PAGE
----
While New York Yankees pitcher CC Sabathia will look to add another World Series title to his trophy case, he’s thinking about the future by inking a deal with ESPN.
Having already announced that he will retire at the end of the 2019 season, Sabathia will contribute to ESPN on various platforms. Maxx Sports & Entertainment Group President Mark Lepselter negotiated the deal on Sabathia’s behalf.
Sabathia will join a variety of shows throughout the season, including “SportsCenter,” “Get Up!,” “First Take,” “Golic & Wingo” and occasionally “Baseball Tonight.” He’ll also make periodic guest appearances on ESPN Radio New York’s “Humpty & Canty” show.
He will debut later this month and appear from ESPN’s New York-based studios.
Sabathia is an avid sports fan and recently told reporters at spring training that he wants to have the ability to talk all sports, not just MLB.
ESPN has shown genuine excitement as it welcomes Sabathia, and Lepselter said he feels “this will be a great opportunity for CC to begin to figure out exactly what he wants to do in his post-playing career, broadcasting-wise.”
“We’re excited to work with CC, especially as part of this unique arrangement during the final year of his storied career,” said Dave Roberts, ESPN vice president of production.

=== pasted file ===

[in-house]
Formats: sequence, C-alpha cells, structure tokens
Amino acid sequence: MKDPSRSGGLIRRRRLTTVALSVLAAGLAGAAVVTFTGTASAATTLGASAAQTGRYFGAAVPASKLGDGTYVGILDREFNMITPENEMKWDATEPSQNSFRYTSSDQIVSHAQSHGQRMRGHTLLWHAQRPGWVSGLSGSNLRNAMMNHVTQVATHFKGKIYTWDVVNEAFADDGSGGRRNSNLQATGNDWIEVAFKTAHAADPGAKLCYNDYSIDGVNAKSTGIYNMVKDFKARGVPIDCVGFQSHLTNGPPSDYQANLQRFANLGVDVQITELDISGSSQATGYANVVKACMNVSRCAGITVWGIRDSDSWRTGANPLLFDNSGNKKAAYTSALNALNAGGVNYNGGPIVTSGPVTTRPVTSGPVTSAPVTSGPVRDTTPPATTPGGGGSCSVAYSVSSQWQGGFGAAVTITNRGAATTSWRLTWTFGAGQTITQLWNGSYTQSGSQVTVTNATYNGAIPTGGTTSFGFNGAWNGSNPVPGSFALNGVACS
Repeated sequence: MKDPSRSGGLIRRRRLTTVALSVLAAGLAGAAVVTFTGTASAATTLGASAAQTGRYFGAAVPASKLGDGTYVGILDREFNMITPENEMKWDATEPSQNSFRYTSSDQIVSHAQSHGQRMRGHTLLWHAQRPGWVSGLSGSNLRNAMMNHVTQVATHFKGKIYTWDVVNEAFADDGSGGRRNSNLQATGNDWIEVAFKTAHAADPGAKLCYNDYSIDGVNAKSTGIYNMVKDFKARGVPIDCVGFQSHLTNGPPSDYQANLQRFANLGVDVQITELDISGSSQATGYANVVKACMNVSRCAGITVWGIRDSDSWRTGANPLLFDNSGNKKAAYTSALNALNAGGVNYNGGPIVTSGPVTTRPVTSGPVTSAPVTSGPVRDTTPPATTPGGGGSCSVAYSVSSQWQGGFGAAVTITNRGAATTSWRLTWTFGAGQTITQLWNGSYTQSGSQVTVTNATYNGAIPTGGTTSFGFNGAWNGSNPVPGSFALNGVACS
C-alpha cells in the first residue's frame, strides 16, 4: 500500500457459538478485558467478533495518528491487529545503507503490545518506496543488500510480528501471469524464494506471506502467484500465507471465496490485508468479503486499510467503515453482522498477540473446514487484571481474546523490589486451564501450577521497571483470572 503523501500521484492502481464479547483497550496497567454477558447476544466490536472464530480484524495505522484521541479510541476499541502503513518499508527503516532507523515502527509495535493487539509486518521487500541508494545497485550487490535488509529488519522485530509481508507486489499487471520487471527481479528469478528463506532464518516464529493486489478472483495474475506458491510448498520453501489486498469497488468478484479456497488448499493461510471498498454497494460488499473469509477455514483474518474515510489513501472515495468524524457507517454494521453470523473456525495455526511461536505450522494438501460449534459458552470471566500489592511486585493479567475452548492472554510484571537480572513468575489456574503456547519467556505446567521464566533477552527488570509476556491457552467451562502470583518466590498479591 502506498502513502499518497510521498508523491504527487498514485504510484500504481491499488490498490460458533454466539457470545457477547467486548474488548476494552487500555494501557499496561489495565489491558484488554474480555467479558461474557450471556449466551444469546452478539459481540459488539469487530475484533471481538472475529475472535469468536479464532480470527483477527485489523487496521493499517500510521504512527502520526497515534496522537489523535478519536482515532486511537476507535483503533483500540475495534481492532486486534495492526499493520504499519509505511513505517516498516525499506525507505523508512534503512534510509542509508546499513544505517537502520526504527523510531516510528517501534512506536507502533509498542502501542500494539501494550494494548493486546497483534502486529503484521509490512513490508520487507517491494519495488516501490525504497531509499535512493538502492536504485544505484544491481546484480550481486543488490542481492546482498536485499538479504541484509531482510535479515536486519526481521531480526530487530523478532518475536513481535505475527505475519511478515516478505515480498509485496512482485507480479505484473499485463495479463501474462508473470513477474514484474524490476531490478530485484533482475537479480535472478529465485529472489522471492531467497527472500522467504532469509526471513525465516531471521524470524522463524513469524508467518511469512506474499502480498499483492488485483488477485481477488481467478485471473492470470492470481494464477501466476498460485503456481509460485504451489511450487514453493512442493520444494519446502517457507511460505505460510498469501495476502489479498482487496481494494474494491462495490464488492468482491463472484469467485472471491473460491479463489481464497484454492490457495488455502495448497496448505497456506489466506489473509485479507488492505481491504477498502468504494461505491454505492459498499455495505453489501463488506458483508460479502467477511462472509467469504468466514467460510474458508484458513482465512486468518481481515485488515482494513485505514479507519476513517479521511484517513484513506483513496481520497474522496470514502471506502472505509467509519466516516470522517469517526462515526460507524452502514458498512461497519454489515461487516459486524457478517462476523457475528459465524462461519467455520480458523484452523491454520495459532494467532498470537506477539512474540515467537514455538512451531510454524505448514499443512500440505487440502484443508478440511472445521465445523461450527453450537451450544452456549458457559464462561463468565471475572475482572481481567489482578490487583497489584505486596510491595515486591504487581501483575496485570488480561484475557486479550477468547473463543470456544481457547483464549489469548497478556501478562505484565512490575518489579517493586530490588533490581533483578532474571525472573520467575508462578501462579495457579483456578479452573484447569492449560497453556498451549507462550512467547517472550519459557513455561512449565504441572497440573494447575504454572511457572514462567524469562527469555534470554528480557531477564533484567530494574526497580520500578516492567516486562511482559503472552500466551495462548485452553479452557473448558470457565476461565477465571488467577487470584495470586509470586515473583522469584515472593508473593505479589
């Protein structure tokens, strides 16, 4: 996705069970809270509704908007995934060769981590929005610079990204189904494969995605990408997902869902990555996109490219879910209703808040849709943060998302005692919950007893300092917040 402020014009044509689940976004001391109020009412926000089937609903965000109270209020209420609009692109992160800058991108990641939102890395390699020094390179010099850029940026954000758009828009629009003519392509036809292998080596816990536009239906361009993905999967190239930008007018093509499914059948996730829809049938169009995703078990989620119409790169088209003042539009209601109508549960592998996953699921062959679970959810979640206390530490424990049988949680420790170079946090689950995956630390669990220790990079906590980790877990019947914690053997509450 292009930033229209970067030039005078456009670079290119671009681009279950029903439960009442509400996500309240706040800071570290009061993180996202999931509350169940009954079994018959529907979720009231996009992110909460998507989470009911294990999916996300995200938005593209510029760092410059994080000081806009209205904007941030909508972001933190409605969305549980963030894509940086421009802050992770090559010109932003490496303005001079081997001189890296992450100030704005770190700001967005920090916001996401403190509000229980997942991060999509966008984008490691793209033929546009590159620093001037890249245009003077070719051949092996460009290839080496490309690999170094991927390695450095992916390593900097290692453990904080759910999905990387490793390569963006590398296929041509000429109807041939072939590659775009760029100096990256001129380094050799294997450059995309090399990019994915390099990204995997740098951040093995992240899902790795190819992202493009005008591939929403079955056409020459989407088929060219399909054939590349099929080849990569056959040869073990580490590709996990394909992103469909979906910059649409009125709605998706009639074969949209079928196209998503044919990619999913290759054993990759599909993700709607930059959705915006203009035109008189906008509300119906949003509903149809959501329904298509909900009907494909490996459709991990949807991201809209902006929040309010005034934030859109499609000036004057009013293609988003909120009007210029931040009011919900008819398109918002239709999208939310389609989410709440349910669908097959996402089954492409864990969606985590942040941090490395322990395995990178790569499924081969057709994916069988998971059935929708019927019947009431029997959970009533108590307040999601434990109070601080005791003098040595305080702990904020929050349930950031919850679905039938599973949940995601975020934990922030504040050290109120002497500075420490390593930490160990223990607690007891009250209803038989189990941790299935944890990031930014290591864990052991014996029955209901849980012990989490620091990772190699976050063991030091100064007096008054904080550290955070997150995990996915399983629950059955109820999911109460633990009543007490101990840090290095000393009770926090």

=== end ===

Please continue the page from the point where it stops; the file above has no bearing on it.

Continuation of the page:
“He has proven to be highly knowledgeable, candid and perceptive about the sport of baseball, as well as an avid sports fan in general. That will translate well for fans across ESPN platforms.”
Lepselter said he believes this is somewhat of a pioneering deal, bringing a current player with a long list of accolades to a network such as ESPN during the season.
Lepselter did mention a similar dynamic with his longtime client Tiki Barber and FOX News during the 2005 and 2006 NFL seasons when he was still among the league’s elite running backs. Other Maxx Sports & Entertainment Group clients include former NFL receiver Nate Burleson; former NFL safety Rodney Harrison; former NFL tight end Benjamin Watson; former MLB first baseman Carlos Pena; former NHL forward Jeremy Roenick; and CBS Sports host and reporter Melanie Collins.
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“It’s a unique situation,” Lepselter said. “I can’t speak for everyone, but as more and more athletes come down the back end of their careers, in the world we live in today, athletes are looking at different opportunities while they are still on the big stage.”
Since making his big league debut with the Cleveland Indians in 2001, Sabathia has led the majors in wins twice and won the American League Cy Young in 2007. He won the 2009 World Series during his first season with the Yankees.
Sabathia is within reach of 3,000 strikeouts and 250 wins as he enters his 19th season.
While the focus on his future is strong, Sabathia won’t let it derail his main goal of team success for the pinstripes.
“As I begin to look toward the future, I’m excited to have this opportunity with ESPN,” Sabathia said. “With that said, my singular focus is on winning another World Series championship for Yankees fans and the city of New York.”